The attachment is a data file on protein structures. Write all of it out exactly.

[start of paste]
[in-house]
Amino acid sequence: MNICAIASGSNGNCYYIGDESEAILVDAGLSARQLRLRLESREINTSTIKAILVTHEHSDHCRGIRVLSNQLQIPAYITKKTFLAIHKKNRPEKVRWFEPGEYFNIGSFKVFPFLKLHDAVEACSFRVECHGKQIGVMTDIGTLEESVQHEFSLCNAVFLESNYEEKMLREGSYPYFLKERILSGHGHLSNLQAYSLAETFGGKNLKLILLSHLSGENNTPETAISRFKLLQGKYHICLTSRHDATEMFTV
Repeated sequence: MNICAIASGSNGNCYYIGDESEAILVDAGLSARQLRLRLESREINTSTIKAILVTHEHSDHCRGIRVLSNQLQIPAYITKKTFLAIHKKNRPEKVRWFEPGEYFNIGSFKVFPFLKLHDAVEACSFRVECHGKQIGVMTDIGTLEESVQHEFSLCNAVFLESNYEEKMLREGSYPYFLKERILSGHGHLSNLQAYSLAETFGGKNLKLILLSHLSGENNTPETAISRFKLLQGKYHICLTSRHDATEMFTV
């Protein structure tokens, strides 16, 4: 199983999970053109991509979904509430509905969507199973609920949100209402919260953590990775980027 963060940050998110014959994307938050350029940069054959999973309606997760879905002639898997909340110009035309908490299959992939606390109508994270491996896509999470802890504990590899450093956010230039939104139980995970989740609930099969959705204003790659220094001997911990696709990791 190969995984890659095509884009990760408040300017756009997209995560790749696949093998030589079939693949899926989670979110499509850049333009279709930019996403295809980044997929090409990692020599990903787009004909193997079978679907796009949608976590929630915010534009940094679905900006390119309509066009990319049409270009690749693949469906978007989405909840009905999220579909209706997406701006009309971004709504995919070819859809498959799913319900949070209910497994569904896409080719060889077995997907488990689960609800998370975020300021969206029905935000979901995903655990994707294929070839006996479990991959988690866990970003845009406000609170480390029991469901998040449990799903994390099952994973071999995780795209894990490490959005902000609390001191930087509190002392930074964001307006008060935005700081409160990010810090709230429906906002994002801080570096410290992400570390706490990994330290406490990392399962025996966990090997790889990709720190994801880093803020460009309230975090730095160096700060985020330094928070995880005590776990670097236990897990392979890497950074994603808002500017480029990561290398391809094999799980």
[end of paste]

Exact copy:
[in-house]
Amino acid sequence: MNICAIASGSNGNCYYIGDESEAILVDAGLSARQLRLRLESREINTSTIKAILVTHEHSDHCRGIRVLSNQLQIPAYITKKTFLAIHKKNRPEKVRWFEPGEYFNIGSFKVFPFLKLHDAVEACSFRVECHGKQIGVMTDIGTLEESVQHEFSLCNAVFLESNYEEKMLREGSYPYFLKERILSGHGHLSNLQAYSLAETFGGKNLKLILLSHLSGENNTPETAISRFKLLQGKYHICLTSRHDATEMFTV
Repeated sequence: MNICAIASGSNGNCYYIGDESEAILVDAGLSARQLRLRLESREINTSTIKAILVTHEHSDHCRGIRVLSNQLQIPAYITKKTFLAIHKKNRPEKVRWFEPGEYFNIGSFKVFPFLKLHDAVEACSFRVECHGKQIGVMTDIGTLEESVQHEFSLCNAVFLESNYEEKMLREGSYPYFLKERILSGHGHLSNLQAYSLAETFGGKNLKLILLSHLSGENNTPETAISRFKLLQGKYHICLTSRHDATEMFTV
């Protein structure tokens, strides 16, 4: 199983999970053109991509979904509430509905969507199973609920949100209402919260953590990775980027 963060940050998110014959994307938050350029940069054959999973309606997760879905002639898997909340110009035309908490299959992939606390109508994270491996896509999470802890504990590899450093956010230039939104139980995970989740609930099969959705204003790659220094001997911990696709990791 190969995984890659095509884009990760408040300017756009997209995560790749696949093998030589079939693949899926989670979110499509850049333009279709930019996403295809980044997929090409990692020599990903787009004909193997079978679907796009949608976590929630915010534009940094679905900006390119309509066009990319049409270009690749693949469906978007989405909840009905999220579909209706997406701006009309971004709504995919070819859809498959799913319900949070209910497994569904896409080719060889077995997907488990689960609800998370975020300021969206029905935000979901995903655990994707294929070839006996479990991959988690866990970003845009406000609170480390029991469901998040449990799903994390099952994973071999995780795209894990490490959005902000609390001191930087509190002392930074964001307006008060935005700081409160990010810090709230429906906002994002801080570096410290992400570390706490990994330290406490990392399962025996966990090997790889990709720190994801880093803020460009309230975090730095160096700060985020330094928070995880005590776990670097236990897990392979890497950074994603808002500017480029990561290398391809094999799980």